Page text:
I had the same reaction.  I enjoyed it a lot, but it leaned too heavily on the McGuffin, and they too frequently broke up the flow of scenes with "witty banter" that just didn't always land.


For me, it was the re-vamp of Yondu. Michael Rooker is a favorite actor of mine, and he did as best with the character as he could with the script. But turning a spiritual character, the moral center of the original Guardians, someone that communes with nature and has an empathic connection to the natural world, into a grubby mercenary scavenger... Just was really a sour note for me in an otherwise great film.

However, the yaka arrow scenes were fantastic.
 
2014-08-04 03:05:30 PM  
I hate sci-fi and and I hate comic book movies but I really enjoyed this movie.  The cheesy parts were easily overlooked imo.
 
2014-08-04 03:09:12 PM  
There were a couple of scenes that fell a little flat for me, but all in all it was an excellent film. And my wife enjoyed it, which is a win for me.
 
2014-08-04 03:16:14 PM  

RoyFokker'sGhost: shut_it_down: DamnYankees: I really liked GotG, though I admit I was hoping to like it a little bit more. Still, very good. I was very impressed how they managed to pull off that one scene of Rocket which was actually emotional. Comes out of nowhere but totally works.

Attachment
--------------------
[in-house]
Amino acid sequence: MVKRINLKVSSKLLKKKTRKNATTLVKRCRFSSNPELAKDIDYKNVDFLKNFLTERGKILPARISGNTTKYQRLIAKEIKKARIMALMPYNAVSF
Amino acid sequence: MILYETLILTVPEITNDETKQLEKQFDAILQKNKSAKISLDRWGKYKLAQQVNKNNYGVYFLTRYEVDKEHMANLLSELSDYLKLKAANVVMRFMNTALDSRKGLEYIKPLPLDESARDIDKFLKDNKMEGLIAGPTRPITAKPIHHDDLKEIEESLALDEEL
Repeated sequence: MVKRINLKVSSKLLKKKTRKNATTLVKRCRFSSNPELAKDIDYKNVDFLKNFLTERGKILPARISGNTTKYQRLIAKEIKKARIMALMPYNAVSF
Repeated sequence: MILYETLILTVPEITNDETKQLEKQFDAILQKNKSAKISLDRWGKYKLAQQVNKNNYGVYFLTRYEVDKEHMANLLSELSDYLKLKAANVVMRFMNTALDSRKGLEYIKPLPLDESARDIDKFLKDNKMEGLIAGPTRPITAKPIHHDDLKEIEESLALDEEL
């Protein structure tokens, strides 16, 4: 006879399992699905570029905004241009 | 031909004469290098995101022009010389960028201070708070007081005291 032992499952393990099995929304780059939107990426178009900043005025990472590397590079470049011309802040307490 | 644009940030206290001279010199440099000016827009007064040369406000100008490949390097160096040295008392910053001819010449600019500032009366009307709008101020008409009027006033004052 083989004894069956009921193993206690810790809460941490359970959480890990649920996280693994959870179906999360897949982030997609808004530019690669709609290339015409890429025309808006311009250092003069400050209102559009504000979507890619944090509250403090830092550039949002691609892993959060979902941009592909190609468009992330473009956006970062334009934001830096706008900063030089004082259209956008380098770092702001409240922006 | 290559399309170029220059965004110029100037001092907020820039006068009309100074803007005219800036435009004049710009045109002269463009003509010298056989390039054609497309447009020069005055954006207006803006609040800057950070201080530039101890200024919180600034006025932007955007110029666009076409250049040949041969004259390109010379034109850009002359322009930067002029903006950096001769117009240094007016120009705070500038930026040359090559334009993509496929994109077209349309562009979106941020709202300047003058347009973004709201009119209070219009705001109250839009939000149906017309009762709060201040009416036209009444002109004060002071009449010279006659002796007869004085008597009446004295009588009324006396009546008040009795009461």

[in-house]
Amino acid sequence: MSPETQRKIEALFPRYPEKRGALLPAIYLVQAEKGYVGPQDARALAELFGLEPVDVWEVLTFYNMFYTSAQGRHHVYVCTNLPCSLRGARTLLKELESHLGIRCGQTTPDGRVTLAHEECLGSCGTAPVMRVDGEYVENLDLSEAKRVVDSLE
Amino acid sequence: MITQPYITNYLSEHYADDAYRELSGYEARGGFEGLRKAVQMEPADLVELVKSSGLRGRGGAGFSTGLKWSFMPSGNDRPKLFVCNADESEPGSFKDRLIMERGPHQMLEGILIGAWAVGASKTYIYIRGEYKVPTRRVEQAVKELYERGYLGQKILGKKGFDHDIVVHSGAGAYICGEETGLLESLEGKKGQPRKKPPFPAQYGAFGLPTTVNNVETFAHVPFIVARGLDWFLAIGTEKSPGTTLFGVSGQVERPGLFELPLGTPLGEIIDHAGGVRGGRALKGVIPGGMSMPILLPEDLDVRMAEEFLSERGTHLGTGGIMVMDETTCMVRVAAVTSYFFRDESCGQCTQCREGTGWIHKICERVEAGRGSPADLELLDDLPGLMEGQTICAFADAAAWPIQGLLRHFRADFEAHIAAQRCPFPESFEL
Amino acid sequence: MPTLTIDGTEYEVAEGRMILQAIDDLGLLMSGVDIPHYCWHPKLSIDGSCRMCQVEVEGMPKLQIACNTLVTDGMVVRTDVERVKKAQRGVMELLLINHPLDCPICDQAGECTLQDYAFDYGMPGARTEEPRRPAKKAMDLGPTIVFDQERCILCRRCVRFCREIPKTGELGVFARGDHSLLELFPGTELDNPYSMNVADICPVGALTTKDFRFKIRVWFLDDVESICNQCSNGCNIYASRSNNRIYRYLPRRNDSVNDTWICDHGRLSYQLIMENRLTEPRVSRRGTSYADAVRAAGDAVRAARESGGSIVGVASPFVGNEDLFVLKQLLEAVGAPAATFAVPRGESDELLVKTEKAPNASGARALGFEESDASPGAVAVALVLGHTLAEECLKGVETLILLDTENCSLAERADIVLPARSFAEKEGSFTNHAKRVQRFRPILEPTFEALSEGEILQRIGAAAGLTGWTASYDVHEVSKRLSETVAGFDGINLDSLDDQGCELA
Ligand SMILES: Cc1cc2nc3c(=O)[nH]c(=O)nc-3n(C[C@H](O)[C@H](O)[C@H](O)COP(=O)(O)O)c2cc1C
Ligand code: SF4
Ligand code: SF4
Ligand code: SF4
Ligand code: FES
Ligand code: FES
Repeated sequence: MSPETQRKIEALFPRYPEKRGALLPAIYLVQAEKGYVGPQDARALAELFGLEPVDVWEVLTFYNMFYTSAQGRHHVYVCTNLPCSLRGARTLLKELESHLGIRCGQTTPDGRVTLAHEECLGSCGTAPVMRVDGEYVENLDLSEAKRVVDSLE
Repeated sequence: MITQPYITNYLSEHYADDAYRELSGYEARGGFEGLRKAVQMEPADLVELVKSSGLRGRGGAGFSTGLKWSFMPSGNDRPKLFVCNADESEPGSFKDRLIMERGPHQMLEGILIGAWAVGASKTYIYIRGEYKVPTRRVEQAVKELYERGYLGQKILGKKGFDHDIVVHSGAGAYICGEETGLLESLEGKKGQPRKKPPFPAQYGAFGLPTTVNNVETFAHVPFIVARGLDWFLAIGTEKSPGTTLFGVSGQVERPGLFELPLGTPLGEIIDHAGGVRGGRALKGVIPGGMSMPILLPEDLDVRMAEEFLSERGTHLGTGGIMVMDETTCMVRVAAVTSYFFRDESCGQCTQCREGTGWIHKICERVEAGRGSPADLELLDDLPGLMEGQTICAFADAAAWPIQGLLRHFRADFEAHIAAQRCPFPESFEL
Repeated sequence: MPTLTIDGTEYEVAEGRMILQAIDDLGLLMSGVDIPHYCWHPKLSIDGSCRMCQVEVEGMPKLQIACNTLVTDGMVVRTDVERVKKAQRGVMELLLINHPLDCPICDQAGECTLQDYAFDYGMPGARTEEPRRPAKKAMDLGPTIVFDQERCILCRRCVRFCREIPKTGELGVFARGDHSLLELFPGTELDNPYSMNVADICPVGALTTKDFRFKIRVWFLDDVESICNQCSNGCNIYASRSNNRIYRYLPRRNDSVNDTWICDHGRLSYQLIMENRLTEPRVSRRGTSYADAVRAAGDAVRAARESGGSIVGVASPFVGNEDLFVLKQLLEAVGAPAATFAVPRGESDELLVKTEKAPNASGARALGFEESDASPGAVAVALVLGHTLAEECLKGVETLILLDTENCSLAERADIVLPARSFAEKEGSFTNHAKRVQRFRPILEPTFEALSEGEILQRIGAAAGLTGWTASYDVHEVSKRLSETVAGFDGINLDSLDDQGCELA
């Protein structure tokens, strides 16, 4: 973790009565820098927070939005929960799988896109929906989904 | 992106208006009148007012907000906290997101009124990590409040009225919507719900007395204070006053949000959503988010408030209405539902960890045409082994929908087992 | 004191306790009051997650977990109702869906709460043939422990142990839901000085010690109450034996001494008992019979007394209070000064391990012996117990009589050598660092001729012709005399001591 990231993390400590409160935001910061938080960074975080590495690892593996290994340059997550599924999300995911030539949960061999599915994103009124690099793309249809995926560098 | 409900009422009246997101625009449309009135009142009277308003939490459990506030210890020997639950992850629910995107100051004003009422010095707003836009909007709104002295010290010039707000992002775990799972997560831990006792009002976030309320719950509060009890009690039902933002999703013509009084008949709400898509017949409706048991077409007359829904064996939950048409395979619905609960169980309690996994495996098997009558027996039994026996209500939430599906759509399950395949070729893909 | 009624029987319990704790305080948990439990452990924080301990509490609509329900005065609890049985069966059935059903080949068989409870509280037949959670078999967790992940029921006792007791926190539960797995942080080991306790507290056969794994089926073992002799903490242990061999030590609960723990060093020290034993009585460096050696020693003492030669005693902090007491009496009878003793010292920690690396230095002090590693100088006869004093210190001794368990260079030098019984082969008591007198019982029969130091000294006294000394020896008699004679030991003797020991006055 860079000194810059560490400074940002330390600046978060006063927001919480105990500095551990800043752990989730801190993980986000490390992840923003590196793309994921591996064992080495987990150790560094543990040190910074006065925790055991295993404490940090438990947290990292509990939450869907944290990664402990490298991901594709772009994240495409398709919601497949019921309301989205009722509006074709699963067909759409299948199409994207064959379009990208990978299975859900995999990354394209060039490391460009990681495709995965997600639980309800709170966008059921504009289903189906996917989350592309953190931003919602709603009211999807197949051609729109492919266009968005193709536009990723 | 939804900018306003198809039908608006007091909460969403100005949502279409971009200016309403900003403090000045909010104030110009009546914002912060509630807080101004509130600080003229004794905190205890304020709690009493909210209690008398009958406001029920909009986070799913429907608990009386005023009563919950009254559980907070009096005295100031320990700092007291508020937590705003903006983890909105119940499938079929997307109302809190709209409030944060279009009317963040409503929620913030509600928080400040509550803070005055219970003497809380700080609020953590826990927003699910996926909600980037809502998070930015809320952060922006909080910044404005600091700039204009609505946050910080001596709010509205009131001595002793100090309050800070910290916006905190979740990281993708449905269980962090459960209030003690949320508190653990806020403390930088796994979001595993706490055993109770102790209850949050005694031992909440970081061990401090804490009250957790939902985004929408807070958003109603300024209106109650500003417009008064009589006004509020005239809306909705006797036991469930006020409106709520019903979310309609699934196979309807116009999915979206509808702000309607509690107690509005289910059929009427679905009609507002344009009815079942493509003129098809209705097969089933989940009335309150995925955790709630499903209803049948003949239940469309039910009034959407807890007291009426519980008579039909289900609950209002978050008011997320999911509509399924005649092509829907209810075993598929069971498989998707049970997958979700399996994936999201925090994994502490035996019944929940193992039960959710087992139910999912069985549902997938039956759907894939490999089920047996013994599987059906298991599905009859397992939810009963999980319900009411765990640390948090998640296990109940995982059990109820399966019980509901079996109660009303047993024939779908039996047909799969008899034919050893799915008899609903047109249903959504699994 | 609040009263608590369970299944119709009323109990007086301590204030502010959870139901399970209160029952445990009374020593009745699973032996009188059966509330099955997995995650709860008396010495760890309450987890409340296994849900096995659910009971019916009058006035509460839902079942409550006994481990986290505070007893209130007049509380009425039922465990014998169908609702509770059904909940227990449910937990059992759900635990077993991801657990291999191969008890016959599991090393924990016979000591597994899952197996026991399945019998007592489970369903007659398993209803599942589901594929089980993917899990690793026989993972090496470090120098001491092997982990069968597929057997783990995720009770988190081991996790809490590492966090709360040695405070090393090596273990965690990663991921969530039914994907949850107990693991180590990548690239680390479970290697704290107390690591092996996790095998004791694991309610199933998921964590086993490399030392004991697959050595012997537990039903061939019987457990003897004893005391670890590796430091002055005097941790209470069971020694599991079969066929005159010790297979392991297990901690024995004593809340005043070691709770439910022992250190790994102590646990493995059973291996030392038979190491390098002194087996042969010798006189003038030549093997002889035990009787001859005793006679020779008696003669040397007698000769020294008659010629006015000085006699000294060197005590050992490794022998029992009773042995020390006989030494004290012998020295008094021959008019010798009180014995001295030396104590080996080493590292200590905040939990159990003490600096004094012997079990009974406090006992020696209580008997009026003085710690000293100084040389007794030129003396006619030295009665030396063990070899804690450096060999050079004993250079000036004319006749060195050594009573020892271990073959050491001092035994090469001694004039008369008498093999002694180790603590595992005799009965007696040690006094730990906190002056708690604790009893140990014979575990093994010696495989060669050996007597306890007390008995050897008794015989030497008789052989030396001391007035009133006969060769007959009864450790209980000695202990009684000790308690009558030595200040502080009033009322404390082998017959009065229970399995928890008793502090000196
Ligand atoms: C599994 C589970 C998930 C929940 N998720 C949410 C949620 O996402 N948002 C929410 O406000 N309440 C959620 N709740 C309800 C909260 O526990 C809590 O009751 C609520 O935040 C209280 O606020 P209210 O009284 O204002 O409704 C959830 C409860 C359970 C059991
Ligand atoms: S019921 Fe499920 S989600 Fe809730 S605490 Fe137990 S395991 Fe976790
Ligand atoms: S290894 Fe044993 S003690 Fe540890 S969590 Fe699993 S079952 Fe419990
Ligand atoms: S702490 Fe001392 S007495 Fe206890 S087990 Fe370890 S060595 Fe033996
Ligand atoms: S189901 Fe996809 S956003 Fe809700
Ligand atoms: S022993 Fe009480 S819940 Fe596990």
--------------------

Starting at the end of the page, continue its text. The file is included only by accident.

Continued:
I had the same reaction.  I enjoyed it a lot, but it leaned too heavily on the McGuffin, and they too frequently broke up the flow of scenes with "witty banter" that just didn't always land.

For me, it was the re-vamp of Yondu. Michael Rooker is a favorite actor of mine, and he did as best with the character as he could with the script. But turning a spiritual character, the moral center of the original Guardians, someone that communes with nature and has an empathic connection to the natural world, into a grubby mercenary scavenger... Just was really a sour note for me in an otherwise great film.

However, the yaka arrow scenes were fantastic.


I admit, this version of Yondu was a bit of a shock, but you just have to remember this is the MCU, not the 616. The characters fall somewhere between the 616 and Ultimate versions, and Yondu... well... He seems to leaning toward what an Ultimate Universe Yondu would have been like if we'd ever seen him.